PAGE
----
As seen in the Star Ledger: $2.26M Fraud Judgment Against Workers Shakes Labor Landscape

Amanda Jaramillo spent nearly 30 years working at Melard Manufacturing in Passaic, much of the time around loud machines. Then, in late 2002, Melard closed. The Colombia native, who has been blind in one eye since childhood, and 111 others were laid off.

Many of the workers, including Jaramillo, filed workers’ compensationclaims, a fairly common occurrence after factory closings. What happened next, however, was anything but routine in the world of employment law. In 2004, Bath Unlimited, a Randolph company that does business as Melard, sued more than 80 workers and a law firm representing them. The racketeering suit, filed under the federal Racketeer Influenced and Corrupt Organizations Act, accused the group of conspiring to defraud Bath by making false injury claims. The law firm, Ginarte O’Dwyer Winograd and Laracuente, as well as its attorney Michael Policastro, reached a confidential settlement with Bath to resolve the lawsuit. But the workers, who attorneys said didn’t understand what was happening, did nothing.

As a result, they now owe their former employer $2.26 million. U.S. District Judge Stanley Chesler last week signed a default judgment against Jaramillo and 83 of her former co-workers, finding them jointly liable to repay Bath Unlimited’s attorney fees, costs, compensatory damages — even workers’ compensation awards that two of the women obtained against the company.

The judgment has alarmed workers’ rights attorneys, who say Bath unlimited’s aggressive posture in this case is virtually unheard of
and signals a “frightening precedent” that can be used to quell legitimate employee injury claims. They said it also will make attorneys hesitant to take on workers’ cases. “So these people who made $16,000 or $17,000 a year are now liable for a $2.2 million judgment,” said Gregory Jachts, a Paterson attorney appointed by the court to represent the employees in workers’ compensation court. “They’re not sophisticated people, they’re not educated.”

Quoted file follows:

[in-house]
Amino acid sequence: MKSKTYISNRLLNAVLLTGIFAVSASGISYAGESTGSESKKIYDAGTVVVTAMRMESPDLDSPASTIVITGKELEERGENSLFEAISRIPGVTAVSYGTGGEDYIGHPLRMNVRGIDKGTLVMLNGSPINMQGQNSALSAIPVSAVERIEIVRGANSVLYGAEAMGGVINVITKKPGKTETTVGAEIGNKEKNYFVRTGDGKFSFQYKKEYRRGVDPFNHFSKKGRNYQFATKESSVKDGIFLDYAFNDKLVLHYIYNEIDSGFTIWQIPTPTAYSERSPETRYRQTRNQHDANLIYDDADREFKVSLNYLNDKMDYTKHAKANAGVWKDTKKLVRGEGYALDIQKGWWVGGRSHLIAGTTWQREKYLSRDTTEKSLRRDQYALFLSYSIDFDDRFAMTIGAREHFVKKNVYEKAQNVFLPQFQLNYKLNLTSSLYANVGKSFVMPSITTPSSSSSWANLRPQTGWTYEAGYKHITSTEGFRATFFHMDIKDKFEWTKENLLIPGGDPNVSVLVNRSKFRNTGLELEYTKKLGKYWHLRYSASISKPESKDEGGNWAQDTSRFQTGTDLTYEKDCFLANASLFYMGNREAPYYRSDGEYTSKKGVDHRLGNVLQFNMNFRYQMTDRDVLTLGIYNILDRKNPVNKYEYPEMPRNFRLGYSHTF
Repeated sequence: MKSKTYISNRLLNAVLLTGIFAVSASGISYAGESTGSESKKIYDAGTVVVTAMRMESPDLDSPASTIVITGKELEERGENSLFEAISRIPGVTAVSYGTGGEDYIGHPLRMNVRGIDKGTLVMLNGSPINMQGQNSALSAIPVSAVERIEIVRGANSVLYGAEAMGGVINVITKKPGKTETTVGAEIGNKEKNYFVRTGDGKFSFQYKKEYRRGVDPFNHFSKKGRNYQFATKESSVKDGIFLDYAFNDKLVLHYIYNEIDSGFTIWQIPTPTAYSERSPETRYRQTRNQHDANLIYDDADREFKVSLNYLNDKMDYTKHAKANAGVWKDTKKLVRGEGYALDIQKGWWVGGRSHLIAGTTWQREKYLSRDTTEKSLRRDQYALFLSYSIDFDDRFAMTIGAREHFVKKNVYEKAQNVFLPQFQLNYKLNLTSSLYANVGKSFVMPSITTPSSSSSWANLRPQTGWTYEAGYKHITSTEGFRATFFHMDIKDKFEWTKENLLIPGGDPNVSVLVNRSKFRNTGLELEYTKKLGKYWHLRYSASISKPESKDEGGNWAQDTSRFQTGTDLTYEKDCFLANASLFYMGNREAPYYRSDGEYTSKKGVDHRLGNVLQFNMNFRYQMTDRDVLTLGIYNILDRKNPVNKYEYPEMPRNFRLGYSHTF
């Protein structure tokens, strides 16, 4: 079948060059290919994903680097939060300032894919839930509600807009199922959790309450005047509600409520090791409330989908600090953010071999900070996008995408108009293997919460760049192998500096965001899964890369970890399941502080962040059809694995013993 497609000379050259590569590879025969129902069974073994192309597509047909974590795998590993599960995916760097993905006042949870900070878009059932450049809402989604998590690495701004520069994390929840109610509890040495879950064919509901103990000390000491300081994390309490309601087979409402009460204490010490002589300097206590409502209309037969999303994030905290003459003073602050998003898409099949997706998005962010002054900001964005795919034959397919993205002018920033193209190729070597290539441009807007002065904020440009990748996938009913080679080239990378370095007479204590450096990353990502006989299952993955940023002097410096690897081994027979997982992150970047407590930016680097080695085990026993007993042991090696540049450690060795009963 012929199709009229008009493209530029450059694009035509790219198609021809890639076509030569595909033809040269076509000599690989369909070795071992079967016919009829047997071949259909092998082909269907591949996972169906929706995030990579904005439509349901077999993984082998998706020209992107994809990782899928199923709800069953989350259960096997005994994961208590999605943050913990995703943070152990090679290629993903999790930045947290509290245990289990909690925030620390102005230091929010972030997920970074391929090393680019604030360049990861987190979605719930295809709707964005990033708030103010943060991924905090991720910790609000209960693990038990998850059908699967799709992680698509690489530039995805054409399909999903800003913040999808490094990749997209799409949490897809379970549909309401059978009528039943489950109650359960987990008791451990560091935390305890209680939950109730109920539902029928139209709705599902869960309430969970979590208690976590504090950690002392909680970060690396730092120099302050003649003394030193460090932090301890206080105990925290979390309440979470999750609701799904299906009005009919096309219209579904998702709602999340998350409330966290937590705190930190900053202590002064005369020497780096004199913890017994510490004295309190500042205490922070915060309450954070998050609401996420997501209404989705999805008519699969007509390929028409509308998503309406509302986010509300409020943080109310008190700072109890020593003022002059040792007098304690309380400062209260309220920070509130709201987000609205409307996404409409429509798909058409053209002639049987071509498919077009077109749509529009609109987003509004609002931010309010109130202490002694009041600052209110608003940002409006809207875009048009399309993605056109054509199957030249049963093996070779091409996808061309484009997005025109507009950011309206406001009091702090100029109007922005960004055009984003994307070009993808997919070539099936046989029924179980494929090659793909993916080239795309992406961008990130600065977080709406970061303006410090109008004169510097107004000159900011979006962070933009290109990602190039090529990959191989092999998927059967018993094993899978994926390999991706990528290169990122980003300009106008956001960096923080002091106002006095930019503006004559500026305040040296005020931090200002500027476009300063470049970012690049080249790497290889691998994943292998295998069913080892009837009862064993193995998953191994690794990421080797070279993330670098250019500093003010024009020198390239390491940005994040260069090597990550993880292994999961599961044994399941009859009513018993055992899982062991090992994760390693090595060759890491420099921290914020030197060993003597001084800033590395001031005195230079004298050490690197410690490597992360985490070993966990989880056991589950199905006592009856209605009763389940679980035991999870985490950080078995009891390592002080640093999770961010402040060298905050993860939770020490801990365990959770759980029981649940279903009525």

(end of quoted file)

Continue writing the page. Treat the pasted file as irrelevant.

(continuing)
Masco, the parent company of Bath and maker of Peerless faucets and Behr paints, said in a statement that it “wholeheartedly” agreed with the federal court’s decision.

“The worker’s compensation system and its goal of compensating workers who suffer legitimate worker related injuries, is far too important to be subjected to abuse and fraud,” the statement said. “We strongly believe that if an employee suffers a legitimate injury, appropriate compensation is due, but filing these kinds of fraudulent claims are an abuse of the court system and cannot be tolerated.” Masco spokeswoman Kathleen Volks said the Michigan-based company, with $12.8 billion in sales last year, was “looking at the next steps.” She declined to elaborate.

Attorney Alan Zegas, who represented the Ginarte law firm and Policastro, who now works elsewhere, said the federal lawsuit created
an ethical dilemma for his clients that prevented them from representing the laborers. “The Ginarte firm did whatever was in its power to do to protect the workers,” Zegas said yesterday. The federal judgment also has created uncertainty in the state’s workers’ compensation court, where dozens of the employees’ claims are pending. A Bath Unlimited attorney sent a letter to Jachts yesterday demanding that he drop the workers’ claims based on the federal ruling. The only two workers’ comp cases to go through a completed trial resulted in the former Melard employees being awarded $21,624 and $15,120 in disability payments. In one of the cases, Judge Beverly Karch found Keyla Rosa’s pulmonary problems were partly attributable to her time at Melard.